A: It depends on the products and how we market our products. We only sold 1.7 billion healthcare gloves last year. Other glove manufacturers have a larger production base. Most of the distributors source from two to three suppliers. We are considered a minor supplier as we are constrained by our existing production capacity. We are therefore increasing market share as we support our current customers with an increase in supply of our products.
Q: Who are some of your end-users for healthcare gloves?
A: We supply mainly to Scandinavian countries and end users in these countries are usually the local hospitals. We also supply, to a lesser extent, to US, primarily for the dentistry industry and also to the food industries in Japan.
Q: What is your gross profit margin range for healthcare and cleanroom gloves?
A: Healthcare gloves command a gross profit margin in the range of 15-20% while cleanroom gloves is about 30-35%.
Q: Do you see margins for healthcare gloves to continue falling?
A: While the falling USD will affect our margin, the ASP for healthcare gloves is relatively stable, consistent to last quarter and last year.
Q: What is your growth in the cleanroom gloves for mobile and tablets and can you share on the penetration rate for this market?
A: The second quarter is generally slower for the mobile and tablets sector though this is expected to pick up in the second half of the year.
Q: As natural rubber gloves become increasingly cheap, do you see a shift from nitrile gloves to rubber gloves?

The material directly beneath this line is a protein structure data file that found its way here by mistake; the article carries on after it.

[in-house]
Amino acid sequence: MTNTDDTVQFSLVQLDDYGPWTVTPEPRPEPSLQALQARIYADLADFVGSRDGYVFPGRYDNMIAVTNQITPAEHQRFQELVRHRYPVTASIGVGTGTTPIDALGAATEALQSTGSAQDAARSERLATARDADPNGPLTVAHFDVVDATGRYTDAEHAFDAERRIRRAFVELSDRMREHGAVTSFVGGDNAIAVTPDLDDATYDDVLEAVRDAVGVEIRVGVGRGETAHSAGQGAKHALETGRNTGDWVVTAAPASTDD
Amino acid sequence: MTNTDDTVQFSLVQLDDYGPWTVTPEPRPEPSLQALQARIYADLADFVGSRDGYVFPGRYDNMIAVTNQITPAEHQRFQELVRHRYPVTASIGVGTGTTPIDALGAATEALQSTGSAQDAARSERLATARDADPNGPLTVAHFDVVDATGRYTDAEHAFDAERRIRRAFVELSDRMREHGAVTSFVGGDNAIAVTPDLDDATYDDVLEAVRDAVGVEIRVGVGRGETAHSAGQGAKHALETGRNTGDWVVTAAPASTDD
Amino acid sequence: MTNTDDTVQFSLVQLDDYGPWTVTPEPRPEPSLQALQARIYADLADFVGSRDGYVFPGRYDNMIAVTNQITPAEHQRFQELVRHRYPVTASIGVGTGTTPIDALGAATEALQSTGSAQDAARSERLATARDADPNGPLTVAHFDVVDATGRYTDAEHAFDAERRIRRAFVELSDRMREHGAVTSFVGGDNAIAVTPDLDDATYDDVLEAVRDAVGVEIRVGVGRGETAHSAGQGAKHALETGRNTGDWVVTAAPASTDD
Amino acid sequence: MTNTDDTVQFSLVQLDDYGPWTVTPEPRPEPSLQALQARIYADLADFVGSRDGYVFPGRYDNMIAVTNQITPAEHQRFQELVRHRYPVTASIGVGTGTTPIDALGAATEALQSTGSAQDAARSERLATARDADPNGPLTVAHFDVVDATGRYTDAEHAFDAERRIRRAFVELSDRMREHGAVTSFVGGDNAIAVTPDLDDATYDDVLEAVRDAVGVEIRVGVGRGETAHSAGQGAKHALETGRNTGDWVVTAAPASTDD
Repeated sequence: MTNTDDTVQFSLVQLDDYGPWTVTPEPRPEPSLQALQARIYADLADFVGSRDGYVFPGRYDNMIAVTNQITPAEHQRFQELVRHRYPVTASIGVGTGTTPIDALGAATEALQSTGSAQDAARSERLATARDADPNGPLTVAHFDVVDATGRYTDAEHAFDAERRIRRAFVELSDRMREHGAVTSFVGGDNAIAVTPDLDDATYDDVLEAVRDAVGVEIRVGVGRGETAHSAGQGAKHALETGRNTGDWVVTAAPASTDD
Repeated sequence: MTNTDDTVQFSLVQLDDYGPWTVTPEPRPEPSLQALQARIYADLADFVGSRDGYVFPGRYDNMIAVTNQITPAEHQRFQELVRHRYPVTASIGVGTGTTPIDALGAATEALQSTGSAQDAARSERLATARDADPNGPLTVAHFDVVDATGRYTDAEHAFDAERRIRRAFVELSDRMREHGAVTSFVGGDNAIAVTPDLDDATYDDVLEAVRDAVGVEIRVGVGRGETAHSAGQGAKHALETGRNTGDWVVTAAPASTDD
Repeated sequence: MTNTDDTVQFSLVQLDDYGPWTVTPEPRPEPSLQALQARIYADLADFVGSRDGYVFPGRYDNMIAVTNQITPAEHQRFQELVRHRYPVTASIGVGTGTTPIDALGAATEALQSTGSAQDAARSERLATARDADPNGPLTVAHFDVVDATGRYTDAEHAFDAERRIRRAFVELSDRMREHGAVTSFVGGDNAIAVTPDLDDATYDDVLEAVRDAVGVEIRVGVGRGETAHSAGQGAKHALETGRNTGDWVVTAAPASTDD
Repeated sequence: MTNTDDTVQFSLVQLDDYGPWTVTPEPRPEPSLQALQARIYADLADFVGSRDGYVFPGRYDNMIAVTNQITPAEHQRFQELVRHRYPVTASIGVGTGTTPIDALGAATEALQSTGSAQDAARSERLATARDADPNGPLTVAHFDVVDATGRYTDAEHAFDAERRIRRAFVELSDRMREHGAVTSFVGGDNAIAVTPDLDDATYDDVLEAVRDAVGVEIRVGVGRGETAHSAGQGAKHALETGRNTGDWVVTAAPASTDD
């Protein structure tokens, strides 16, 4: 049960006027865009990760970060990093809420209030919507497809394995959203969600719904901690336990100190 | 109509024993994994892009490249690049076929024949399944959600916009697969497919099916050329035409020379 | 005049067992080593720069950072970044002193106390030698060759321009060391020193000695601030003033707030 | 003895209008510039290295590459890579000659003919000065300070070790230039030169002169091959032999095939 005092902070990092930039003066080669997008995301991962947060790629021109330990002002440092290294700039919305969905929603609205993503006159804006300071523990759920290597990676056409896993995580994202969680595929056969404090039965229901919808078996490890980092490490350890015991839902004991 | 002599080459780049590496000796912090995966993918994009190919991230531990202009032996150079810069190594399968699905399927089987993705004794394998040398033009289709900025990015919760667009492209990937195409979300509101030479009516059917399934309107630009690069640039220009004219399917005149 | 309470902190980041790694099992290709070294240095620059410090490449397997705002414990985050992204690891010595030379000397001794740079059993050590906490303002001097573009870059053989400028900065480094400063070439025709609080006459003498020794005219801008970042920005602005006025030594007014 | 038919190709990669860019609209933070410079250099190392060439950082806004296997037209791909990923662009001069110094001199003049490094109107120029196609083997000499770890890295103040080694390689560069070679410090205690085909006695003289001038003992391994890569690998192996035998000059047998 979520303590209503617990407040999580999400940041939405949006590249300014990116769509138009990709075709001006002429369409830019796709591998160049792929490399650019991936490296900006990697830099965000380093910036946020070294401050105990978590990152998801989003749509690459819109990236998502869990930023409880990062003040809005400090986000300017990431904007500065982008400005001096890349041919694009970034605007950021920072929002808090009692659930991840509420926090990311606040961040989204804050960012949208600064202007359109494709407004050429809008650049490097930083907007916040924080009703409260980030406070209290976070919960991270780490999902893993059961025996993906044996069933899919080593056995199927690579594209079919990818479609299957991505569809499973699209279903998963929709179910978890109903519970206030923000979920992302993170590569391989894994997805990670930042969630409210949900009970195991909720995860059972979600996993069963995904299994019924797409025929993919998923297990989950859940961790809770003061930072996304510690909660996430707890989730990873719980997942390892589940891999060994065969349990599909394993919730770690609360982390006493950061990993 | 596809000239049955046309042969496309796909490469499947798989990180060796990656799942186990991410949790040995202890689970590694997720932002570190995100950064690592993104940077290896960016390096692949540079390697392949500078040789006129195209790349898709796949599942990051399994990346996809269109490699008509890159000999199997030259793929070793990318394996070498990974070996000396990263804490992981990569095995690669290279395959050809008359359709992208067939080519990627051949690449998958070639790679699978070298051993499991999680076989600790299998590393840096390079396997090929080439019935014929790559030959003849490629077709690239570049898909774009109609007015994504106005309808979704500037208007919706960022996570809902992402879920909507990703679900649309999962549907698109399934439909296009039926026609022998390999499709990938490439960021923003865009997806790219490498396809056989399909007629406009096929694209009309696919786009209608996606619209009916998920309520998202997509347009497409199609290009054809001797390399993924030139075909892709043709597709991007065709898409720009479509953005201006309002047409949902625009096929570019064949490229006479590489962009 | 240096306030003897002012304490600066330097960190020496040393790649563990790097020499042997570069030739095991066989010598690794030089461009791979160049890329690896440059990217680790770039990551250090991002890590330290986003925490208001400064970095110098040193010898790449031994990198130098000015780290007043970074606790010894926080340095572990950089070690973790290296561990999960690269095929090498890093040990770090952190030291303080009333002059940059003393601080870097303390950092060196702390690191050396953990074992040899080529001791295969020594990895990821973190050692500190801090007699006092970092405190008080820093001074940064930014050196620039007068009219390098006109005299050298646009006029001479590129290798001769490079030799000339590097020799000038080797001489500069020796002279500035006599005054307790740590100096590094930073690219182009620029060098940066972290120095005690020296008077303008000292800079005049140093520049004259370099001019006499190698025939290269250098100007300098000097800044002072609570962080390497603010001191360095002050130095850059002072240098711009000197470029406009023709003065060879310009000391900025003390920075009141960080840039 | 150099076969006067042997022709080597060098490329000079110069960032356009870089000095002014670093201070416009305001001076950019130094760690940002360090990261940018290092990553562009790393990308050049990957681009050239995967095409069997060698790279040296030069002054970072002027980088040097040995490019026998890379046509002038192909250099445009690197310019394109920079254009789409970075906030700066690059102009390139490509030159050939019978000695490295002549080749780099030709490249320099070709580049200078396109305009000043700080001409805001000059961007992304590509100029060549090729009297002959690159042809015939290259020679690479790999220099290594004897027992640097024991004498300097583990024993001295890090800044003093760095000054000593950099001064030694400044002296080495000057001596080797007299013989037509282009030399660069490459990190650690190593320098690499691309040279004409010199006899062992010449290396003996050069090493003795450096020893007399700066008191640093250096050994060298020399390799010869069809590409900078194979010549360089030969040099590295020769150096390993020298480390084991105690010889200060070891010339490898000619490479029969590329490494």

A: The improvement in comfort levels of the nitrile gloves as it becomes thinner has gradually replaced the use of natural rubber gloves. Also, with improved technology and the higher quality, users have accustomed to using nitrile gloves and is unlikely to switch back to using natural rubber gloves.
Q: Do you see other competitors entering the cleanroom gloves space?
A: There are but they offer different specifications. At present, some of our competitors are offering cleanroom compatible but that is a different grade and specs altogether.
Q: What is the contribution of cleanroom gloves for HDD sector?
A: About 50%. However, we recognize that the HDD sector is not growing as rapidly as before, therefore we diversify together with our customers such as HOYA into cleanroom gloves for other electronics such as semi-conductors which contribute another 25% in revenue.
Q: Which region do you supply your cleanroom gloves to?